Lebanese authorities are trying to deny Hamas chief Ismail Haniyeh permission to visit Lebanon in light of the ongoing protests and instability in the country, the Saudi-owned Elaph newspaper reported over the weekend, citing an unnamed senior source in the terror group.
Since the beginning of December, Haniyeh, who is based in the Gaza Strip, has been touring Arab- and Islamic-majority countries including Egypt, Qatar and Turkey.
The trips to Qatar and Turkey were the first he has made beyond Gaza and Egypt since he became head of the terror group in 2017.
“[Lebanese authorities] are trying… to refuse Haniyeh permission to hold the visit because of the situation Lebanon is experiencing — the demonstrations and the unstable security and political conditions,” the senior Hamas source told Elaph.
Lebanon is facing its worst economic crisis in decades, while protests against corruption and mismanagement have gripped the country since October. The local currency has taken a nosedive, losing more than 40 percent of its value after over 20 years of being pegged to the dollar.
Meanwhile, layoffs and salary cuts are becoming the norm as politicians bicker over forming a new government.
Haniyeh would like to meet Hezbollah terror group leader Hassan Nasrallah, Druze leader Walid Jumblatt, and other Lebanese leaders, the Hamas source added.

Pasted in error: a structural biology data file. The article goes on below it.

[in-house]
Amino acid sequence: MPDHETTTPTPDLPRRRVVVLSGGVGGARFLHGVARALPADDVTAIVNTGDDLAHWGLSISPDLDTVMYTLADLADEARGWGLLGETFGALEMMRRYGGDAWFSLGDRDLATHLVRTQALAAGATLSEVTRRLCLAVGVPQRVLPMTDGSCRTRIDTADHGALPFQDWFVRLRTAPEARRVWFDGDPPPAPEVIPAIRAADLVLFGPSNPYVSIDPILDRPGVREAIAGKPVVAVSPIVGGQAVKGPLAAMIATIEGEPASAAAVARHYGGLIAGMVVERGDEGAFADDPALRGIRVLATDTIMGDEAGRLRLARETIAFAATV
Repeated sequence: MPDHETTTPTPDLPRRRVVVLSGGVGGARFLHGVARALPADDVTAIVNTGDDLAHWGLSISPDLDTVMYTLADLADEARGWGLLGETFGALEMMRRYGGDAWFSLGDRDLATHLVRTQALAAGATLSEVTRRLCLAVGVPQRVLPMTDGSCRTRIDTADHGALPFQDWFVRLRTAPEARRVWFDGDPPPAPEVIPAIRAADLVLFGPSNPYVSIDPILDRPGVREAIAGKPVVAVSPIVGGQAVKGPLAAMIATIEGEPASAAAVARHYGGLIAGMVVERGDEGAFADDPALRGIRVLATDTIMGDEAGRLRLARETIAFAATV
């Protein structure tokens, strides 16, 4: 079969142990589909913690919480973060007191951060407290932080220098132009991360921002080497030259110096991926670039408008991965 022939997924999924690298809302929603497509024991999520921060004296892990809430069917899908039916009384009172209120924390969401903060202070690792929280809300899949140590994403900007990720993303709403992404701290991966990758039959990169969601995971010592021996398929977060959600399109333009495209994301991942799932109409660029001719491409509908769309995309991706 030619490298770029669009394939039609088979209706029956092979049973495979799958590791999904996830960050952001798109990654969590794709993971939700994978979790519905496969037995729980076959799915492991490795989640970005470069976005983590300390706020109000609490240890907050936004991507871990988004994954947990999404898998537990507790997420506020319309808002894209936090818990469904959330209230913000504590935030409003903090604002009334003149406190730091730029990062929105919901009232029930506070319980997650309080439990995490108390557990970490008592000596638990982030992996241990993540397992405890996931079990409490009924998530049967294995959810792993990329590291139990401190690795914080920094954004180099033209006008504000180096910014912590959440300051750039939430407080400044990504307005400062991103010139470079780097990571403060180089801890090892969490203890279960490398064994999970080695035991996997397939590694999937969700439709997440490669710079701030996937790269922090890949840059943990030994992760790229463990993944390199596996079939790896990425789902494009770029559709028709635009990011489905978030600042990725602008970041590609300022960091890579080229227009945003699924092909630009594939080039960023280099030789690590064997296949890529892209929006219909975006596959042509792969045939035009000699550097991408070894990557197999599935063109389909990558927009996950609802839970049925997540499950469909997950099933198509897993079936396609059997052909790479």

Both Hamas and Hezbollah receive support from Iran.
Lebanon’s security establishment is fearful that a visit by Haniyeh could give rise to “various tensions” with regard to “the internal Lebanese situation” and “ongoing disputes in Palestinian refugee camps between Fatah and Hamas,” the report said, quoting a “well-placed source.”
Palestinian refugee camps in Lebanon are often the scene of intense violent clashes. They are characterized by “overcrowding, poor housing conditions, unemployment, poverty and lack of access to justice,” according to the United Nations Relief and Works Agency, a UN body that provides aid to Palestinian refugees.
A source close to the Lebanese Directorate of General Security said authorities intend to ask Haniyeh to back off the idea of visiting Lebanon during these “particularly sensitive circumstances,” noting that Hamas is designated as a terrorist organization by a number of Western countries that Beirut maintains “close and important” ties to.
Lebanon allows a number of Hamas officials to reside in its territory. In the past year, Saleh al-Arouri, Hamas’s deputy chief who has a $5 million US government bounty on his head, has frequently appeared in the country.
The Associated Press contributed to this article.